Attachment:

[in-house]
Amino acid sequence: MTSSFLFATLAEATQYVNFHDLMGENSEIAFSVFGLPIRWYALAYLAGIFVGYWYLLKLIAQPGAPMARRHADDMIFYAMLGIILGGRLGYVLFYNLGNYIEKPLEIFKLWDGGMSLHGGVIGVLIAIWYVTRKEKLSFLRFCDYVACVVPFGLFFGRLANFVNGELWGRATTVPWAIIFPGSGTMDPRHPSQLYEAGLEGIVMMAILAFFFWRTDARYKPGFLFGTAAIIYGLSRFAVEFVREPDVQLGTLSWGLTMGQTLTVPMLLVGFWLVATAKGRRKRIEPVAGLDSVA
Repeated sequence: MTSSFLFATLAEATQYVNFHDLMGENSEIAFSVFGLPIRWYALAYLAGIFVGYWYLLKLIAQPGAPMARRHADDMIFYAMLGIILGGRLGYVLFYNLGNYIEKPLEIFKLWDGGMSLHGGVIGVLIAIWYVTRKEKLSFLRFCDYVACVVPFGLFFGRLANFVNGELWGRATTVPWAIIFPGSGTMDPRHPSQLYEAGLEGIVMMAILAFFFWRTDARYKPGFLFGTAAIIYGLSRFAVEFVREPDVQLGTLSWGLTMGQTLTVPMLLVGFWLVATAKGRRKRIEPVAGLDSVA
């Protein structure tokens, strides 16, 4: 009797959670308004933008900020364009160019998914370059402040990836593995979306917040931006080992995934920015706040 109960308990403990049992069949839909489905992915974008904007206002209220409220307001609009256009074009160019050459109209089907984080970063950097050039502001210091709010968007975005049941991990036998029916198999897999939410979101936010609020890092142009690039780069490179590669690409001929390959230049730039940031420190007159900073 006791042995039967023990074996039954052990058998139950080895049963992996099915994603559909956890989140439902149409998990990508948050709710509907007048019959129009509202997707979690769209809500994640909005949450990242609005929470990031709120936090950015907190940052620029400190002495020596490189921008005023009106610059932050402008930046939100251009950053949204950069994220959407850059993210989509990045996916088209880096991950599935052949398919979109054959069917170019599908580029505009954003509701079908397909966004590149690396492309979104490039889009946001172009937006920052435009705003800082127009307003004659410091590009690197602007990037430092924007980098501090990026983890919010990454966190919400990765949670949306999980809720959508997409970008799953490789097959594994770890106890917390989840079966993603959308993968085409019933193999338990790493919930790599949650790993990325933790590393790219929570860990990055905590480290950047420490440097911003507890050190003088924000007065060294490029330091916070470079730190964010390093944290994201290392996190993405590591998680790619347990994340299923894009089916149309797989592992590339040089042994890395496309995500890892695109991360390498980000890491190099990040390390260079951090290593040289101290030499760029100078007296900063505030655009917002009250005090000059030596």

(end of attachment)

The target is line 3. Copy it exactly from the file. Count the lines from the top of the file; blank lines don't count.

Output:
Repeated sequence: MTSSFLFATLAEATQYVNFHDLMGENSEIAFSVFGLPIRWYALAYLAGIFVGYWYLLKLIAQPGAPMARRHADDMIFYAMLGIILGGRLGYVLFYNLGNYIEKPLEIFKLWDGGMSLHGGVIGVLIAIWYVTRKEKLSFLRFCDYVACVVPFGLFFGRLANFVNGELWGRATTVPWAIIFPGSGTMDPRHPSQLYEAGLEGIVMMAILAFFFWRTDARYKPGFLFGTAAIIYGLSRFAVEFVREPDVQLGTLSWGLTMGQTLTVPMLLVGFWLVATAKGRRKRIEPVAGLDSVA